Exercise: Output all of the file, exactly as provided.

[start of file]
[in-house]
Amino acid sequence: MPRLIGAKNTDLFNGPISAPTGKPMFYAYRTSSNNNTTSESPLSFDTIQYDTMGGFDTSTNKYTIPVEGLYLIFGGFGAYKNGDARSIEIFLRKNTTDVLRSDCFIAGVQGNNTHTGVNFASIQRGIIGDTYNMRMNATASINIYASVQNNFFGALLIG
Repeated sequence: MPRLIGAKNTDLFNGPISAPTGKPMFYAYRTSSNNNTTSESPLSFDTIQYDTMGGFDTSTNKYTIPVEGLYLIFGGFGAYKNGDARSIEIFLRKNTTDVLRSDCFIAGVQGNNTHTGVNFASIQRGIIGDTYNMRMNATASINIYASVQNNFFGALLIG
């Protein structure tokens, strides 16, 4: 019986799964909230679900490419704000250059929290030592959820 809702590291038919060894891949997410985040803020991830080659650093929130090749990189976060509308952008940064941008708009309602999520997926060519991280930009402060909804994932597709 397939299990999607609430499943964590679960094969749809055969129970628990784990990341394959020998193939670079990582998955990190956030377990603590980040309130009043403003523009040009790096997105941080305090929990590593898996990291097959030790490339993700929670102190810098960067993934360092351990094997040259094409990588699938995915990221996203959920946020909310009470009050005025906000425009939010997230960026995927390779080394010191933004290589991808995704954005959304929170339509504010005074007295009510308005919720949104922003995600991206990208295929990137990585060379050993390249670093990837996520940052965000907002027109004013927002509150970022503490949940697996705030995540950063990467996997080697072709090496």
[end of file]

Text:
[in-house]
Amino acid sequence: MPRLIGAKNTDLFNGPISAPTGKPMFYAYRTSSNNNTTSESPLSFDTIQYDTMGGFDTSTNKYTIPVEGLYLIFGGFGAYKNGDARSIEIFLRKNTTDVLRSDCFIAGVQGNNTHTGVNFASIQRGIIGDTYNMRMNATASINIYASVQNNFFGALLIG
Repeated sequence: MPRLIGAKNTDLFNGPISAPTGKPMFYAYRTSSNNNTTSESPLSFDTIQYDTMGGFDTSTNKYTIPVEGLYLIFGGFGAYKNGDARSIEIFLRKNTTDVLRSDCFIAGVQGNNTHTGVNFASIQRGIIGDTYNMRMNATASINIYASVQNNFFGALLIG
């Protein structure tokens, strides 16, 4: 019986799964909230679900490419704000250059929290030592959820 809702590291038919060894891949997410985040803020991830080659650093929130090749990189976060509308952008940064941008708009309602999520997926060519991280930009402060909804994932597709 397939299990999607609430499943964590679960094969749809055969129970628990784990990341394959020998193939670079990582998955990190956030377990603590980040309130009043403003523009040009790096997105941080305090929990590593898996990291097959030790490339993700929670102190810098960067993934360092351990094997040259094409990588699938995915990221996203959920946020909310009470009050005025906000425009939010997230960026995927390779080394010191933004290589991808995704954005959304929170339509504010005074007295009510308005919720949104922003995600991206990208295929990137990585060379050993390249670093990837996520940052965000907002027109004013927002509150970022503490949940697996705030995540950063990467996997080697072709090496």